Chemistry student wins national honor

GW graduate student Billy Acon will schmooze with 66 Nobel Prize winners in Germany for the 50th Anniversary Meeting of Nobel Laureates June 26.

Acon, a 24-year-old chemistry Ph.D. student, was selected out of 36 students nationwide to participate in the event. Nobel Prize winners in chemistry, physics, physiology and medicine will attend the meeting to discuss issues of importance in their fields with students from around the world.

I was ecstatic when I heard of my opportunity to sit down and chit-chat with 66 Nobel laureates, some of the most influential people and greatest minds of our times in the areas of biology, chemistry and physics, Acon said, according to a University press release.

Chemistry Professor Akbar Montaser, who said he recognized Acon’s desire to work hard as well as his ability to produce, nominated his student.

Acon has been Montaser’s student for more than a year. He is one of eight chemistry Ph.D. students who work together on elemental analysis under the Montaser’s guidance.

He was extremely productive, Montaser said. In only eighteen months, he produced six publications in the field of Analytical Chemistry.

Acon is in Germany and will be there for the next two months to conduct collaborative experiments at the Central Department of Analytical Chemistry Research Centre.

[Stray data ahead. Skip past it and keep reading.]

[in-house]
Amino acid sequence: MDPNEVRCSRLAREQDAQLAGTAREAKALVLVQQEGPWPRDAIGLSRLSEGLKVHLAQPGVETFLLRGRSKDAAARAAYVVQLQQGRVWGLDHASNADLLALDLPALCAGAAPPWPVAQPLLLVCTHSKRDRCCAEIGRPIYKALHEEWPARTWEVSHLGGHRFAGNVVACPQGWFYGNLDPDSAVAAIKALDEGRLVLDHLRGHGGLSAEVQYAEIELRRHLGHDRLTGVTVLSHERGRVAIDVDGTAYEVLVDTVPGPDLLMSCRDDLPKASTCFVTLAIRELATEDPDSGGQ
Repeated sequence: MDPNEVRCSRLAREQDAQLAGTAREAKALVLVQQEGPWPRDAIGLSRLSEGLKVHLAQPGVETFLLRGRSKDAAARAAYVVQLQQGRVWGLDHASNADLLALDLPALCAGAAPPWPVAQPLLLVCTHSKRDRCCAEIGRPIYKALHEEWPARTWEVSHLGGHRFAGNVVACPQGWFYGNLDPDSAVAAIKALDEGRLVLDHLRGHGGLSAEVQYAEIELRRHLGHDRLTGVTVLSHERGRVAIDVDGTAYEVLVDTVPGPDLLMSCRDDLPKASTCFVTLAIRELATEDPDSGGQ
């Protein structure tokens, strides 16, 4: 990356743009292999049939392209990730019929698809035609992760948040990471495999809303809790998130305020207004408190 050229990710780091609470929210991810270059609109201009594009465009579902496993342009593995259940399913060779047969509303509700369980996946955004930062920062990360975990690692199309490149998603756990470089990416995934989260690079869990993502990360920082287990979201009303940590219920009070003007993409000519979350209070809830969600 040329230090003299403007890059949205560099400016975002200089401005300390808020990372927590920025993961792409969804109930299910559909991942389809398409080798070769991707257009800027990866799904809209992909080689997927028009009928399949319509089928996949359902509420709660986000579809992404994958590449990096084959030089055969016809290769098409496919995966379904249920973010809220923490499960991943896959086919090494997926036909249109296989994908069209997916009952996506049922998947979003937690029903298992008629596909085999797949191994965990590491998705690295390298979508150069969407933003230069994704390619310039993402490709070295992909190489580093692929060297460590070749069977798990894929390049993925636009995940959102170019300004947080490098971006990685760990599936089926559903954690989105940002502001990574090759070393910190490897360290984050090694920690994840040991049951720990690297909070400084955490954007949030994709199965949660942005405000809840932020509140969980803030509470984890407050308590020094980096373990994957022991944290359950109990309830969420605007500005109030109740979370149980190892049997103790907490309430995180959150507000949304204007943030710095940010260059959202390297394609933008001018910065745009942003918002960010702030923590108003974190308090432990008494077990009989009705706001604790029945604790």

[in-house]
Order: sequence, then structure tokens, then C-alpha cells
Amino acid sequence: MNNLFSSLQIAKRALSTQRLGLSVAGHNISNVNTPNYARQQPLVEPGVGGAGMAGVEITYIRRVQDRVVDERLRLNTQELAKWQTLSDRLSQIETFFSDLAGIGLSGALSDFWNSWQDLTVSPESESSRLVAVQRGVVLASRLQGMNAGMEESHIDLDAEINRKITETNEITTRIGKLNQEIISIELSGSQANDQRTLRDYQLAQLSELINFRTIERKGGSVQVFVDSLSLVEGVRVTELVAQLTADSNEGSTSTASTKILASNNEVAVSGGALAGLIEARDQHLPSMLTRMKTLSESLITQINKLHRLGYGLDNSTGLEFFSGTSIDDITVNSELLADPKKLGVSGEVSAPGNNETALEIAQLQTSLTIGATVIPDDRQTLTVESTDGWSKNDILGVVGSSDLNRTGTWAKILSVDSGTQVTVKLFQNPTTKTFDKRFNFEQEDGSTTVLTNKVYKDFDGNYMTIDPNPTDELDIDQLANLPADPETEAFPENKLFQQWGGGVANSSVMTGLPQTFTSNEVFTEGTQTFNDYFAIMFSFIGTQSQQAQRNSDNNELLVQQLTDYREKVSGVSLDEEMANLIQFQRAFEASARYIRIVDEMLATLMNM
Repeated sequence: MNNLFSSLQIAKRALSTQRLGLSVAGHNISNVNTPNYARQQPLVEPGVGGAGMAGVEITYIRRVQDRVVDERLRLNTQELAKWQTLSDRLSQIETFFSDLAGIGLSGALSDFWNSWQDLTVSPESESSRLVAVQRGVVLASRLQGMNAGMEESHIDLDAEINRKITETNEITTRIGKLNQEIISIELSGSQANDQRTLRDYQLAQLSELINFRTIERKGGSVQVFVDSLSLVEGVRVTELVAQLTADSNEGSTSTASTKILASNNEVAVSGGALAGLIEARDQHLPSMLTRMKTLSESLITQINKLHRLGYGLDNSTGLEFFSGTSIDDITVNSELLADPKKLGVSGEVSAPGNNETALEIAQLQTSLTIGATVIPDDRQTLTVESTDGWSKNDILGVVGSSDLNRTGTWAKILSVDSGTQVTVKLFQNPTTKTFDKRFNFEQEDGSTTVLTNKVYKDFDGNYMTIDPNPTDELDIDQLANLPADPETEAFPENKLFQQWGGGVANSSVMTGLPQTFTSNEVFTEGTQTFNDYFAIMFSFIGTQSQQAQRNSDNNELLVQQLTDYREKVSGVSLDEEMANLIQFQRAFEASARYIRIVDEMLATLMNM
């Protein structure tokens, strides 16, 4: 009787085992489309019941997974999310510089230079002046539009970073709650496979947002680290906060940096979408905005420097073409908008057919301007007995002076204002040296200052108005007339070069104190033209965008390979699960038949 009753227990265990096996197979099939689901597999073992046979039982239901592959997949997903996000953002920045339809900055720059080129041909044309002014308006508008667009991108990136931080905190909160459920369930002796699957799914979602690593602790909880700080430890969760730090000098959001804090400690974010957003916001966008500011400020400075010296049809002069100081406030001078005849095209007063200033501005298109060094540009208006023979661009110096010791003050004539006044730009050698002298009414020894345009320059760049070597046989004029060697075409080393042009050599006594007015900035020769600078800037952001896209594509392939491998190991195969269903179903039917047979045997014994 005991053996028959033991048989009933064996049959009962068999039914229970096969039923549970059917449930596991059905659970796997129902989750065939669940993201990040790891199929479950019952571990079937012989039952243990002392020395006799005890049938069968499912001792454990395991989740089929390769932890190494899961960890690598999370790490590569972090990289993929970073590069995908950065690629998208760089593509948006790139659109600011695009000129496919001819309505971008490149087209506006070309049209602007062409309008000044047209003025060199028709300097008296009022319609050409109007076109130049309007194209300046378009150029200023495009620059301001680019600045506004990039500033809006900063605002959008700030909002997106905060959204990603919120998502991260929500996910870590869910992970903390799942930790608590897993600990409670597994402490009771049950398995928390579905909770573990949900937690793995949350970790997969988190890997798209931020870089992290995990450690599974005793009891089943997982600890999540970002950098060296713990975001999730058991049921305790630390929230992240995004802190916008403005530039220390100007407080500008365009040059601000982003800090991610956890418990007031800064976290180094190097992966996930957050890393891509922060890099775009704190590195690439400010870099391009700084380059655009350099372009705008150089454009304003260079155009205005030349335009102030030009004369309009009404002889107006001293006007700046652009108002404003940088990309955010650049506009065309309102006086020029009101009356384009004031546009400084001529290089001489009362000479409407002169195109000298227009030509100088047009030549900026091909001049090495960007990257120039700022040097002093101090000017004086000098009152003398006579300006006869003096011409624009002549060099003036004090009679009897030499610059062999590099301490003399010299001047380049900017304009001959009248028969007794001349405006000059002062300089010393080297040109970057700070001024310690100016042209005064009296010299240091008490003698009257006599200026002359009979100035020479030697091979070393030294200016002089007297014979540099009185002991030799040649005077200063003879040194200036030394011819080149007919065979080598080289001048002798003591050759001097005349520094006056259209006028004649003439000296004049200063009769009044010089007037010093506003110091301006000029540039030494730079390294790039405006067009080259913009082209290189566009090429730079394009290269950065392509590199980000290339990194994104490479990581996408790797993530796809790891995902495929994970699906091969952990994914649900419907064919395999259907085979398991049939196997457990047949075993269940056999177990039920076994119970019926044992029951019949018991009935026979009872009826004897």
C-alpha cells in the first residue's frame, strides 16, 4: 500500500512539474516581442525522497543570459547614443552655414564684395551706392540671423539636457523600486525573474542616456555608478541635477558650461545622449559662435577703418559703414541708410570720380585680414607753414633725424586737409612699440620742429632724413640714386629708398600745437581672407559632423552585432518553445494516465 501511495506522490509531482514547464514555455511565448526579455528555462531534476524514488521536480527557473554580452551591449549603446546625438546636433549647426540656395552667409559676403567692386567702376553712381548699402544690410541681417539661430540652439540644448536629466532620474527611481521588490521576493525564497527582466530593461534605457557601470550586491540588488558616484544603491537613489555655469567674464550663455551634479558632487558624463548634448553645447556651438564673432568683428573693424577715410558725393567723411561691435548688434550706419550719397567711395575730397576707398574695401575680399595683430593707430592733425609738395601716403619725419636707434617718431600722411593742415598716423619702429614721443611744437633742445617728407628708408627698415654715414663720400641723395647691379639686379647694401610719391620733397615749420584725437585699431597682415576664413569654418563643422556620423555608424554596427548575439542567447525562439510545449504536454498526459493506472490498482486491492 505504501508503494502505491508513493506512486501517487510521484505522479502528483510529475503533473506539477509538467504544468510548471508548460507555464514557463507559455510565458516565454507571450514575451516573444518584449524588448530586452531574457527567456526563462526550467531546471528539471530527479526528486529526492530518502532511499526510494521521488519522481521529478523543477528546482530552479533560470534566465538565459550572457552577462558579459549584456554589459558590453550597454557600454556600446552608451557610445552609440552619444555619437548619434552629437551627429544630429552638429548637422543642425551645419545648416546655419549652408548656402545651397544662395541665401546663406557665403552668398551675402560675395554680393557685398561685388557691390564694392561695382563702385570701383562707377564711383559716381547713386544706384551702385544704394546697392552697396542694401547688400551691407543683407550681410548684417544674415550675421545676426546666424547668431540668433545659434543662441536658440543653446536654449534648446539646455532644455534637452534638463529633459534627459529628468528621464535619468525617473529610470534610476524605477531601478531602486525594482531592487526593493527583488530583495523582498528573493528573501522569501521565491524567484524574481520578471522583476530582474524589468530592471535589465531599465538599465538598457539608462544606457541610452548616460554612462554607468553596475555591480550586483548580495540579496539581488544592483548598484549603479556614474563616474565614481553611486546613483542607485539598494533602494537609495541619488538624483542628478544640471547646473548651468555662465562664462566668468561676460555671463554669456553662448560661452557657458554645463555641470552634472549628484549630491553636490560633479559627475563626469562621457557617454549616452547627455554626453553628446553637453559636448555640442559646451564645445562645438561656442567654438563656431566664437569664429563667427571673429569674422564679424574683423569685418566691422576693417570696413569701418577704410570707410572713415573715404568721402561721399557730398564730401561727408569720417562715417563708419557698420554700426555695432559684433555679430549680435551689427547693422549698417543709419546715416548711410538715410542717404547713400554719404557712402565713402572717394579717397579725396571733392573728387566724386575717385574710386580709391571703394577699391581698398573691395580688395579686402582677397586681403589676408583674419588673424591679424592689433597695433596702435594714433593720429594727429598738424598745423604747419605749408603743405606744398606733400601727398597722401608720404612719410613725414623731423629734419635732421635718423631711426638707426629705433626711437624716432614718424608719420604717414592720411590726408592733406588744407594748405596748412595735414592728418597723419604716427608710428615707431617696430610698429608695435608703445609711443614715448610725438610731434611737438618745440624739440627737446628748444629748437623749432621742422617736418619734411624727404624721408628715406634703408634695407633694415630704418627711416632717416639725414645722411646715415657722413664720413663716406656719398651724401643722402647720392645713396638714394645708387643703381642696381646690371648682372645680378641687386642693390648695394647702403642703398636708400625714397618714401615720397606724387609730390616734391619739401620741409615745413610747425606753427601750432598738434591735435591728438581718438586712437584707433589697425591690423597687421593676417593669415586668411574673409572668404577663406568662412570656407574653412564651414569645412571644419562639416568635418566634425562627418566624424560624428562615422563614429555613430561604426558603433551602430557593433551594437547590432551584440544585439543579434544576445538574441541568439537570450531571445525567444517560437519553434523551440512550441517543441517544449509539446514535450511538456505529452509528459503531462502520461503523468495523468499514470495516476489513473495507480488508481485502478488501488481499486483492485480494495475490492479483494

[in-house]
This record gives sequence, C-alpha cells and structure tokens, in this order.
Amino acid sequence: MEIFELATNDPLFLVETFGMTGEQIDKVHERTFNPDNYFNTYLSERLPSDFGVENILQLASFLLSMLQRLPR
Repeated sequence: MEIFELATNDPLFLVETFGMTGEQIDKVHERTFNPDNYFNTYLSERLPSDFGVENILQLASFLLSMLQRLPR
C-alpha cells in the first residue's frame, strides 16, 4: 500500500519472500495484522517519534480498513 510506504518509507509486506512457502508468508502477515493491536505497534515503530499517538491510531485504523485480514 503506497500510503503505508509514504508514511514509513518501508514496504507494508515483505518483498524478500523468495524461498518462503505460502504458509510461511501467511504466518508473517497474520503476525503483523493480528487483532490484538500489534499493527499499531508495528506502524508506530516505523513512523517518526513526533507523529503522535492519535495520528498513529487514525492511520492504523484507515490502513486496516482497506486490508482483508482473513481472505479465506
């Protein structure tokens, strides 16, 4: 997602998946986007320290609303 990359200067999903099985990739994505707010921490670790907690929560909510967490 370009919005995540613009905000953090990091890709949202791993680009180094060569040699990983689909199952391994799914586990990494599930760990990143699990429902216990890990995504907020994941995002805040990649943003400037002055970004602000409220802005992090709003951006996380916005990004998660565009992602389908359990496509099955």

Montaser said he wants to see his students excel.

Since 1981 Montaser has nominated a record number of students for national and international awards.

I always promote my students, Montaser said. They become examples to other students and attract other good students to the University.

In 1999, John McLean, also a chemistry Ph.D. student, won a Research & Development Award, recognizing technical excellence for his invention of the Direct Injection High Efficiency Nebulizer.

McLean designed DIHEN to analyze potentially hazardous elements at ultra-trace levels. DIHEN has the ability to trace very small amounts of carcinogenic materials attached to the DNA that enables one to identify cancer without the use of radioactivity.

Nobody’s been able to do this before, McLean said. DIHEN also has the ability to trace very small amounts of nuclear waste that effect the environment, McLean said.

U.S. Secretary of Energy Bill Richardson, like Montaser, said he strongly believes in bringing students like Acon and McLean together with Nobel Prize winners and students around the world who are also involved in scientific research.

The 50th Anniversary meeting of Nobel laureates will bring together 600 graduate students from Europe, Africa, Asia and North America.

The students will participate in daily small group discussions with the Nobel Prize winners and will sit in on their lectures.

The meeting will certainly play a major role in fine tuning my graduate studies and shaping my future goals, Acon said. Clearly this isn’t an opportunity that students at any school have, and this wouldn’t have been possible for me if it weren’t for a distinguished research advisor from GW.

The U.S. Department of Energy is sponsoring the U.S. students who attend the meeting.

Science is an increasingly international effort, Richardson said. So it is essential that our researchers who are just starting their scientific careers have opportunities to meet their counterparts and learn from those whose discoveries have profoundly affected all of our lives.

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